Craig Newmark mentioned a new book his blog that sounded interesting to me (Broke, USA: From Pawnshops to Poverty, Inc.-How the Working Poor Became Big Business) so I clicked over to Amazon to pick it up.
It’s available for the Kindle, so I figured that would be the way to go since I can sync it into my iPod Touch in around one minute and read it when I find the time.
But then I stopped. Strangely, the book was priced at $12.99 rather than the common new-release price of $9.99 found for most books on Amazon.
Amazon explains why this is right next to the price. The book’s publisher has told Amazon how much Amazon must charge for the Kindle version of the book in order to sell it on their site. While Amazon is perfectly willing to sell this book for $9.99, Harper Collins won’t let them.
I don’t spend a lot of time thinking about who the publishers are behind the books I read. Harper Collins is a huge publisher, so I’ve likely read a lot of books that they’ve published over time, but I’ve never found myself thinking “Hey, that book is published by Harper Collins, so I’m going to be sure to check that out.” But now I find myself thinking, “Hey, Harper Collins is trying to charge me $3 more for their bits than other publishers charge for their bits. How lame.” I’ve gone from Harper Collins neutral to Harper Collins negative.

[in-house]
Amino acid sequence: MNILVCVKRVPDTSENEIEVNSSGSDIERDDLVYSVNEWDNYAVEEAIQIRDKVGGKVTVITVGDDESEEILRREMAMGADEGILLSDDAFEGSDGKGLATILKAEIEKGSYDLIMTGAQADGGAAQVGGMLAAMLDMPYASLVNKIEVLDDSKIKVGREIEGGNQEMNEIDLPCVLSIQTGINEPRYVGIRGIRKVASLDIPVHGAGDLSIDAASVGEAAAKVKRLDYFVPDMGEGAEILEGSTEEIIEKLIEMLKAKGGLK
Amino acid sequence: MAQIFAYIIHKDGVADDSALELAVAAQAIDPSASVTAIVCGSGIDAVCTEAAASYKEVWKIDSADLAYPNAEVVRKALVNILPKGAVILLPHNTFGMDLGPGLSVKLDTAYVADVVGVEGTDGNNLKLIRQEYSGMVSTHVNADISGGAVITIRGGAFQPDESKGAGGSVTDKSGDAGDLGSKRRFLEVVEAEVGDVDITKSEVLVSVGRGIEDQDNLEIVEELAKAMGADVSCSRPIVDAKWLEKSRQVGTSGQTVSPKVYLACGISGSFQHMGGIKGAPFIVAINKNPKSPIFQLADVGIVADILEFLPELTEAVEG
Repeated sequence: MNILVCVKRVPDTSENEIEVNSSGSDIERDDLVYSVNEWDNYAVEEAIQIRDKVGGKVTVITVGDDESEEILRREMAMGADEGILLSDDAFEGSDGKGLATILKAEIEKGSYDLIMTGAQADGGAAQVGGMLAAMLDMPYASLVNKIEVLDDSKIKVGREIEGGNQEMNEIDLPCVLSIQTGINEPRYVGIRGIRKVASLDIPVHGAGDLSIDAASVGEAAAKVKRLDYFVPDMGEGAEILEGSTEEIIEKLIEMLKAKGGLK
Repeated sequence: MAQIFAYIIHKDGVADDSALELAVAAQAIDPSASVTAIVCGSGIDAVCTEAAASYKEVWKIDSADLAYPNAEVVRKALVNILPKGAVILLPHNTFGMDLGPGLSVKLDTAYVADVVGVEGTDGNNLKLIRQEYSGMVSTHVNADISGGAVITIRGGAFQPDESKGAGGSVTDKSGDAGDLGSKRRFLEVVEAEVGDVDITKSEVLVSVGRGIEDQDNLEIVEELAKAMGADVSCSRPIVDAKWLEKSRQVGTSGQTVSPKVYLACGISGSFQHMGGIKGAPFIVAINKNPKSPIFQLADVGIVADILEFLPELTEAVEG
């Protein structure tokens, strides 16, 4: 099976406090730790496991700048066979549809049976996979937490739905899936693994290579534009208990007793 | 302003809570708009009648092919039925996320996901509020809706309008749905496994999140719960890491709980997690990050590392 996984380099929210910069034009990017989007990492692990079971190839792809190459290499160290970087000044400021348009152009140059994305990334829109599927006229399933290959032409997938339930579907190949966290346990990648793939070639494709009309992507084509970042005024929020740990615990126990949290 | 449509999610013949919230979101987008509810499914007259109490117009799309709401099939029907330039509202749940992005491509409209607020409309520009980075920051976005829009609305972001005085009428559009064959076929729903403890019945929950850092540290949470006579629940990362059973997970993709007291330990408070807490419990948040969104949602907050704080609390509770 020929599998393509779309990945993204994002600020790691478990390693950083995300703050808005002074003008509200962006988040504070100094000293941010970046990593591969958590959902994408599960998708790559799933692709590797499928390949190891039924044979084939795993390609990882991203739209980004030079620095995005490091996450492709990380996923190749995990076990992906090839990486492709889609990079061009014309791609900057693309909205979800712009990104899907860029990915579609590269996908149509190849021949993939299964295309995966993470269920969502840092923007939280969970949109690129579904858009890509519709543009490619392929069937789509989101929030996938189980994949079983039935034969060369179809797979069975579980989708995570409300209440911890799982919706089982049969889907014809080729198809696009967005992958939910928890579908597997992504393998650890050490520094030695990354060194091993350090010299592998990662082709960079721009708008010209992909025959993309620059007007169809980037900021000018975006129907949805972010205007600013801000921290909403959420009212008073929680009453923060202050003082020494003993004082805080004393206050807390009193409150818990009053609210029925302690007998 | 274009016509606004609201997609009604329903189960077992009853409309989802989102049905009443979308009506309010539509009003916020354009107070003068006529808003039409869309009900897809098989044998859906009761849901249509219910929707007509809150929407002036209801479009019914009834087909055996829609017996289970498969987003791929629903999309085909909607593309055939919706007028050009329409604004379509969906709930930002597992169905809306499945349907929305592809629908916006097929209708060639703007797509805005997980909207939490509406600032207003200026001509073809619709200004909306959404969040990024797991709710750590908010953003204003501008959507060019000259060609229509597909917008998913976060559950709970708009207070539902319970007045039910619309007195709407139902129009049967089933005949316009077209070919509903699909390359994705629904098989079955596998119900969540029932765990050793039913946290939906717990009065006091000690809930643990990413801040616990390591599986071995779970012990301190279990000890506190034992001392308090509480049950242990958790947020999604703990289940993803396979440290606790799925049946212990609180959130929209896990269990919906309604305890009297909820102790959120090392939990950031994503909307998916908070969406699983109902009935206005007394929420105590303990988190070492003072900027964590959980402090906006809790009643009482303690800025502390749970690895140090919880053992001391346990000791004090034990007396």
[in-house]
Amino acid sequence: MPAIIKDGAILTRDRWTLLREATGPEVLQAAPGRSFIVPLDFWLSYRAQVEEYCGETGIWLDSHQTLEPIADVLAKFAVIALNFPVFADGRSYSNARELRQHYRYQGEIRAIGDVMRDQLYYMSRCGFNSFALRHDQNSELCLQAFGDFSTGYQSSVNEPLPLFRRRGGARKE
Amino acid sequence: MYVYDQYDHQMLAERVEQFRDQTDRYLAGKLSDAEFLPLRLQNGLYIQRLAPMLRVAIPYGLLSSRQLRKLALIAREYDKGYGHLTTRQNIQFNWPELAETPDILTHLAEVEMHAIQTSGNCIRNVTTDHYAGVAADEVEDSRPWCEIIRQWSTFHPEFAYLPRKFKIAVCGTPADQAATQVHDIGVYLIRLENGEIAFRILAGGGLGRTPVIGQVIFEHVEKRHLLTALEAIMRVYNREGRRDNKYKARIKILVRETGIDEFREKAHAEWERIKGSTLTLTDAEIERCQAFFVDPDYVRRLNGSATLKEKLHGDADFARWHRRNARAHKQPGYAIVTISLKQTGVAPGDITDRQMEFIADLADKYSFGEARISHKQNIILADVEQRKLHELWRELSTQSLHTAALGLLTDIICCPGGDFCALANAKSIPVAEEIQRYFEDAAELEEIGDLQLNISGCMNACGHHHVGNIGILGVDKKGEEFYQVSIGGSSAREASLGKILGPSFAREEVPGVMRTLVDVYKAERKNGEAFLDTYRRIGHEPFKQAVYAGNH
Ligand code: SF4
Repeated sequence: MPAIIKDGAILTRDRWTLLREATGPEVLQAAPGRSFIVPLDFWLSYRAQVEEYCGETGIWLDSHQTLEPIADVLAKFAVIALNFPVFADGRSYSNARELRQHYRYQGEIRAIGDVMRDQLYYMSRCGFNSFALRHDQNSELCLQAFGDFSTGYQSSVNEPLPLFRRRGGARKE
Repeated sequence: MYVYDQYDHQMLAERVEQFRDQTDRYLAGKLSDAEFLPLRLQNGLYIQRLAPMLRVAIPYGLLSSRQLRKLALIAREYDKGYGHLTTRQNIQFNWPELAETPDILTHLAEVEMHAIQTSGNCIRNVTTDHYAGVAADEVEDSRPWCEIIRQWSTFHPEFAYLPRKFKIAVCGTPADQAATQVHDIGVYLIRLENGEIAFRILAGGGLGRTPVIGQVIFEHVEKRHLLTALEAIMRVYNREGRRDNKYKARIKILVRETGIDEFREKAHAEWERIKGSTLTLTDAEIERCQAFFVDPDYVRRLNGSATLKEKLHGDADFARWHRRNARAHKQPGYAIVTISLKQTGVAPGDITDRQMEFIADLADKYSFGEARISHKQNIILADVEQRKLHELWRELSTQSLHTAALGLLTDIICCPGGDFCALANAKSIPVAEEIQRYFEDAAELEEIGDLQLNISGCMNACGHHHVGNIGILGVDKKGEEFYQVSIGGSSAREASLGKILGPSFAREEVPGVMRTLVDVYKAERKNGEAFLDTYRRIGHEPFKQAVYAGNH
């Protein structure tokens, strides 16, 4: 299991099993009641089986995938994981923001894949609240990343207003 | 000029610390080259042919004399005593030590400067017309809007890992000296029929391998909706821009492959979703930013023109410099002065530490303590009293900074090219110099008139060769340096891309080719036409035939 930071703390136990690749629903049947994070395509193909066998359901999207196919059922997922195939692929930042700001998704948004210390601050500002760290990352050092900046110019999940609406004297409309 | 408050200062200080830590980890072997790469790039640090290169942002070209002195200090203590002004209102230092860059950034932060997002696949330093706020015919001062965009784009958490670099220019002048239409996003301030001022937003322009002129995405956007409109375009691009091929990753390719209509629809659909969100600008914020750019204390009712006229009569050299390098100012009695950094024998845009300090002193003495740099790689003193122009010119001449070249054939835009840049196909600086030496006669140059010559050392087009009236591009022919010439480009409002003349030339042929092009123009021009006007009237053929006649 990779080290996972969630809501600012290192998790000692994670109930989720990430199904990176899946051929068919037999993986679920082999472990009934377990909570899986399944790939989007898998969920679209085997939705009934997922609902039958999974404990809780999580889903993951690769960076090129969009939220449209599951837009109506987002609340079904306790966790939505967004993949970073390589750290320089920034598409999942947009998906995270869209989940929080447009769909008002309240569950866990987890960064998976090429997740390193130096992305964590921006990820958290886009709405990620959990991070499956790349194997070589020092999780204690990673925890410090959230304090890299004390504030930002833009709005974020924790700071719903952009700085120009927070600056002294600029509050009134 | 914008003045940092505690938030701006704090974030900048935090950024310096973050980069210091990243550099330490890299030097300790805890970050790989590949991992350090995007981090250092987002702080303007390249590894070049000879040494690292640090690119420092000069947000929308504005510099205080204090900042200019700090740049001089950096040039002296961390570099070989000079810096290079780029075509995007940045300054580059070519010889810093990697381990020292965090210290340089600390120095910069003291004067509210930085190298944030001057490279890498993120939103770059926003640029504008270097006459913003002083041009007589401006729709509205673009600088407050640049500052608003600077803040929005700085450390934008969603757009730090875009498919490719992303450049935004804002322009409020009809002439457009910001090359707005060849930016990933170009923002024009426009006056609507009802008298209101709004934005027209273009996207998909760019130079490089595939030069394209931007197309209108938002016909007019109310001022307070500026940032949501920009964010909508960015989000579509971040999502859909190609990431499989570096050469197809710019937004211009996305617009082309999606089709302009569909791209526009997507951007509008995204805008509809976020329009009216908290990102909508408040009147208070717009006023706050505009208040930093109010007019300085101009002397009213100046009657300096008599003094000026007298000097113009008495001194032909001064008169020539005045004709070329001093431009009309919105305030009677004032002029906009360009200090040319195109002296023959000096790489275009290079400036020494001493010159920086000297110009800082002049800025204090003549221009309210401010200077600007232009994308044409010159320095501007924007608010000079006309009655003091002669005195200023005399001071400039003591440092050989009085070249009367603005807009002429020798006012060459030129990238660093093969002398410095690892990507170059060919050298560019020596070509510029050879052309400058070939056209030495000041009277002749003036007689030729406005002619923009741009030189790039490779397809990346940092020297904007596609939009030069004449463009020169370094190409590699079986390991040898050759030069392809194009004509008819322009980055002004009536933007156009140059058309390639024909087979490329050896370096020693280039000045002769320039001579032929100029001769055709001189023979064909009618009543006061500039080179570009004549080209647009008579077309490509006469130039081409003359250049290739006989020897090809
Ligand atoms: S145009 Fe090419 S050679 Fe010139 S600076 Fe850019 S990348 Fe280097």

Now, Harper Collins could probably make the case that this book is actually worth $12.99 in Kindle form since most people who’re interested in reading it on a Kindle will probably still buy it. However, take a look at the price comparisons above. It’s actually cheaper to buy a brand new hardcover version of this book that has to be printed, physically transported to a warehouse, stored, etc. than the Kindle digital format.
But what about shipping? Yes, it would be slightly more expensive or me to buy and have a printed version of this book delivered to me than to buy the Kindle version. And I’d have to wait a couple days for it to arrive. However, I could resell the print version or give it to a friend once I’m done, so the lifetime cost of the hardcover book is significantly cheaper for me than the Kindle version.
In the end, I didn’t buy the book. Sorry, Gary Rivlin, but your publisher interfered with our ability to do business. Sometimes it’s best to just walk away.